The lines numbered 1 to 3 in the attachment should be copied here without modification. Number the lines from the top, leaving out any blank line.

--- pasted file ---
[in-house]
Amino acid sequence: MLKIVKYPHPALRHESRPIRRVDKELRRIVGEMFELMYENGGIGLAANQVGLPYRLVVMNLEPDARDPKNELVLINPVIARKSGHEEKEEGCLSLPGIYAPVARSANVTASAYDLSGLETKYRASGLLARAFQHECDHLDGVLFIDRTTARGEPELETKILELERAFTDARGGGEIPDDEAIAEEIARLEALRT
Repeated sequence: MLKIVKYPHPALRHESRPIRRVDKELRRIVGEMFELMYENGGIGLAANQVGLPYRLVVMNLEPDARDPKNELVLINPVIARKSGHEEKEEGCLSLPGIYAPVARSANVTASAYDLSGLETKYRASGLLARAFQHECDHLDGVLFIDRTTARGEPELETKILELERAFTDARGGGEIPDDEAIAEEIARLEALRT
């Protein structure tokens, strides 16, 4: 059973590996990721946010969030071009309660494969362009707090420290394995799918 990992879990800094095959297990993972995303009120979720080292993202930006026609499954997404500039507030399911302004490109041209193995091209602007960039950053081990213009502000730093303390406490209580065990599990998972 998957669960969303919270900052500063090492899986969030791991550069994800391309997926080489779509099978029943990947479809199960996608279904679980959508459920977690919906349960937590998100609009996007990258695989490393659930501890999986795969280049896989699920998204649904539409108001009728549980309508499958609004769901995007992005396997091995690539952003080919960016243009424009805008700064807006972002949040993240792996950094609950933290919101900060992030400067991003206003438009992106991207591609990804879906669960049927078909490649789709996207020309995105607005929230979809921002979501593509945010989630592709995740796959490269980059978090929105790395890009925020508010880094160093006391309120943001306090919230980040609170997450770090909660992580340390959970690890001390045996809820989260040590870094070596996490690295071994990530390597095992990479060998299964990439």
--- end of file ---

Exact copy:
[in-house]
Amino acid sequence: MLKIVKYPHPALRHESRPIRRVDKELRRIVGEMFELMYENGGIGLAANQVGLPYRLVVMNLEPDARDPKNELVLINPVIARKSGHEEKEEGCLSLPGIYAPVARSANVTASAYDLSGLETKYRASGLLARAFQHECDHLDGVLFIDRTTARGEPELETKILELERAFTDARGGGEIPDDEAIAEEIARLEALRT
Repeated sequence: MLKIVKYPHPALRHESRPIRRVDKELRRIVGEMFELMYENGGIGLAANQVGLPYRLVVMNLEPDARDPKNELVLINPVIARKSGHEEKEEGCLSLPGIYAPVARSANVTASAYDLSGLETKYRASGLLARAFQHECDHLDGVLFIDRTTARGEPELETKILELERAFTDARGGGEIPDDEAIAEEIARLEALRT